Turkey should sign Rome Statute: ICC
ISTANBUL - Hürriyet Daily News
Sang Hyun-Song said Turkey’s inclusion would broaden ICC jurisdiction. AA photoInternational Criminal Court (ICC) head Sang Hyun-Song has repeated the organization’s call for Turkey to join the Rome Statute, saying this would give the opportunity to voice the needs of Middle East and the Islamic world — the most underrepresented groups in ICC.
Speaking at an event at Istanbul’s Bilgi University on May 22, Sang emphasized that joining the Rome Statute, an international treaty defining the jurisdiction of the court, would also allow Turkey to offer changes to the Statute.
“The region in which we stand now, the broader Middle East and Islamic world, is one of the most underrepresented parts of the world in the Rome Statute. [For Turkey] to join would show that international justice is truly international, with support from every region of the world,” he said.
While highlighting the decision to join in as “a sovereign decision” for each state to make, Sang said Turkey’s accession would make tremendous improvements in broadening the jurisdiction of the international court.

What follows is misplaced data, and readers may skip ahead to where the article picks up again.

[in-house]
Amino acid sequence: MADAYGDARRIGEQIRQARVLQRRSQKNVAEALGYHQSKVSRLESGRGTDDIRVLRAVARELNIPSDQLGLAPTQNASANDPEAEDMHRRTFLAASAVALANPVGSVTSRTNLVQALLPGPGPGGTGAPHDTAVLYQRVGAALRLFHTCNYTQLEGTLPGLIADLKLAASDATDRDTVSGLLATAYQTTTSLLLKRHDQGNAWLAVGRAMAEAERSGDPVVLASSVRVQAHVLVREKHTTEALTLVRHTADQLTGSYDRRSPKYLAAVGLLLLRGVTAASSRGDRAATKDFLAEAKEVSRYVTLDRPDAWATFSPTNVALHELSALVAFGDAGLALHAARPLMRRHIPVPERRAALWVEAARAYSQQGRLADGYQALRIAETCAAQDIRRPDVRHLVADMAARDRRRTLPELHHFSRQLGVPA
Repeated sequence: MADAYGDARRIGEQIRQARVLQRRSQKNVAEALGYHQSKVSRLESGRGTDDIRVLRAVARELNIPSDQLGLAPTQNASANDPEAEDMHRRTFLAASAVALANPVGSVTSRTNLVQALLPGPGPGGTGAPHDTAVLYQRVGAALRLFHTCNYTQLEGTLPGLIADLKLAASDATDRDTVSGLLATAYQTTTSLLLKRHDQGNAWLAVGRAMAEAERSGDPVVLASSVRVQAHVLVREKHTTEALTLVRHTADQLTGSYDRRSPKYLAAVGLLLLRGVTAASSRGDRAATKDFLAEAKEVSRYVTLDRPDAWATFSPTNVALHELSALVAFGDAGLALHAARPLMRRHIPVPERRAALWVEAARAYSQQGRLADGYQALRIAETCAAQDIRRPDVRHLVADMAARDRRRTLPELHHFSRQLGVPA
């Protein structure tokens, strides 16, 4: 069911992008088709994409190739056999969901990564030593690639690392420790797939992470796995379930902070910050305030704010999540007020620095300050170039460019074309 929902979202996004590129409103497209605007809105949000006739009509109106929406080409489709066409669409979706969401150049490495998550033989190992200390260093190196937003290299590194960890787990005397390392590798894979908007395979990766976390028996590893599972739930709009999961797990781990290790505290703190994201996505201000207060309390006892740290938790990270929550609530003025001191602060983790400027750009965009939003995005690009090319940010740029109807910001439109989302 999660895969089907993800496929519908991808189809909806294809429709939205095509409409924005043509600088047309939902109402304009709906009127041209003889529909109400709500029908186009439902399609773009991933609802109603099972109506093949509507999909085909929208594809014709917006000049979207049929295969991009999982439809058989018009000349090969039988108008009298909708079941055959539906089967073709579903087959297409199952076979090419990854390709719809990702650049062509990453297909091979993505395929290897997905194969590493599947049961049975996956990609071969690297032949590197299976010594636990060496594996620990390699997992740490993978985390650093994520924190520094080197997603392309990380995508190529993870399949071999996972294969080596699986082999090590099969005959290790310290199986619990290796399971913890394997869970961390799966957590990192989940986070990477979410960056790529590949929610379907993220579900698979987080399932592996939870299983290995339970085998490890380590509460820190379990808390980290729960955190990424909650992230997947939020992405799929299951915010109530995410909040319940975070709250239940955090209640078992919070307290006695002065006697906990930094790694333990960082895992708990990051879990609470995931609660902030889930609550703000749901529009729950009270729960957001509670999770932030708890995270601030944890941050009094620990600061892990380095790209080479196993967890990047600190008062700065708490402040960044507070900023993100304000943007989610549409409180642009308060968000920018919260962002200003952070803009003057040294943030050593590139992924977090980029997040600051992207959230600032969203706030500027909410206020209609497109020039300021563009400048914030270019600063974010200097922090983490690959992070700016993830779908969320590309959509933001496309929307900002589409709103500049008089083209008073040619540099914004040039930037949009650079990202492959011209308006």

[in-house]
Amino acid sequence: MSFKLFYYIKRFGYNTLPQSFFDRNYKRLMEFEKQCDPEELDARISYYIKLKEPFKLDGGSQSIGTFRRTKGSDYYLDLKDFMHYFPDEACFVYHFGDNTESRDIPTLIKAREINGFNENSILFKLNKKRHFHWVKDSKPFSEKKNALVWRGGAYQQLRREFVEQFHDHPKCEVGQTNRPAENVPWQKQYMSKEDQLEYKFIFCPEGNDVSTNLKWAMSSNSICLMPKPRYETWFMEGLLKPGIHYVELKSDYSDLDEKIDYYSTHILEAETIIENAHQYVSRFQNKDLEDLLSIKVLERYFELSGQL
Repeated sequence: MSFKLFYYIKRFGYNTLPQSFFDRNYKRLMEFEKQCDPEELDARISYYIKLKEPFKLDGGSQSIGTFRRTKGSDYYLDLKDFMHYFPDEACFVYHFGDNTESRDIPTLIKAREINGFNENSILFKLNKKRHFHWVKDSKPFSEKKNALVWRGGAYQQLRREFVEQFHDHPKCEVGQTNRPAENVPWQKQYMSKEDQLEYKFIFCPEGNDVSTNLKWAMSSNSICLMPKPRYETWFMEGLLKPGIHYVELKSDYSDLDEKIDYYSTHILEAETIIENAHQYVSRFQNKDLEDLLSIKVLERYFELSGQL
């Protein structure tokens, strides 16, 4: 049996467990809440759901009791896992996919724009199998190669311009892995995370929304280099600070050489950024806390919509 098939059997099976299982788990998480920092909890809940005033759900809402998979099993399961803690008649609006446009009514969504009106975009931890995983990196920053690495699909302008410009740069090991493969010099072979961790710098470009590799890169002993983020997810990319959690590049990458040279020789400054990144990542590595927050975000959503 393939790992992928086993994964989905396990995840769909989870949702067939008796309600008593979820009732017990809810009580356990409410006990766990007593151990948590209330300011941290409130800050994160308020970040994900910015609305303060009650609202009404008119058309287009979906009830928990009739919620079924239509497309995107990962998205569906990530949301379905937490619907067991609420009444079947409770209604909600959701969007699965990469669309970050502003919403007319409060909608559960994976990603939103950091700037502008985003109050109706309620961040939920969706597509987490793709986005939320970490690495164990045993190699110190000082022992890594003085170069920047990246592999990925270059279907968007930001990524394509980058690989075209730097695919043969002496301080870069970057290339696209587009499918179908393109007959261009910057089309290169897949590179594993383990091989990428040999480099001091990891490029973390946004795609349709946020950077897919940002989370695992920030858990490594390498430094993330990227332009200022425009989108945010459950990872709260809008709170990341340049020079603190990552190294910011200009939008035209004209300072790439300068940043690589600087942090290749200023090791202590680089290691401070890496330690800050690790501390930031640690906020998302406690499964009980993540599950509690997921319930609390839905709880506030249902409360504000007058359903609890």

Turkey’s inclusion would further “send a strong sign that it shares the commitment of people across the world to end impunity for the worst international crimes” and “be a powerful statement of solidarity with victims,” he said.
Song also addressed some of Turkey’s concerns over the treaty, stating that if it decided to join the 122 signatories, it would have the opportunity to make proposals for amendments, even those on the subject of terrorism.
When asked to evaluate the Turkish judicial system, which has recently faced serious criticism, particularly over the length of trials, Sang dismissed any claim of making judgments. “I am not in a position to make an assessment of the Turkish judicial system. The only message I want to convey would be that it is primarily the responsibility of national judicial systems to make genuine investigations and prosecutions and the ICC can step in only if your national system doesn’t work when you can’t do the job, or when you don’t want to do the job,” he said.
“Interaction between the ICC and the national judicial system [of signatories] will over the years get mutual benefits through the exchange,” Sang added.
The Rome Statue is an international treaty that established the ICC, and was adopted in 1998, entering into force in 2002.
The treaty currently has 122 signatories.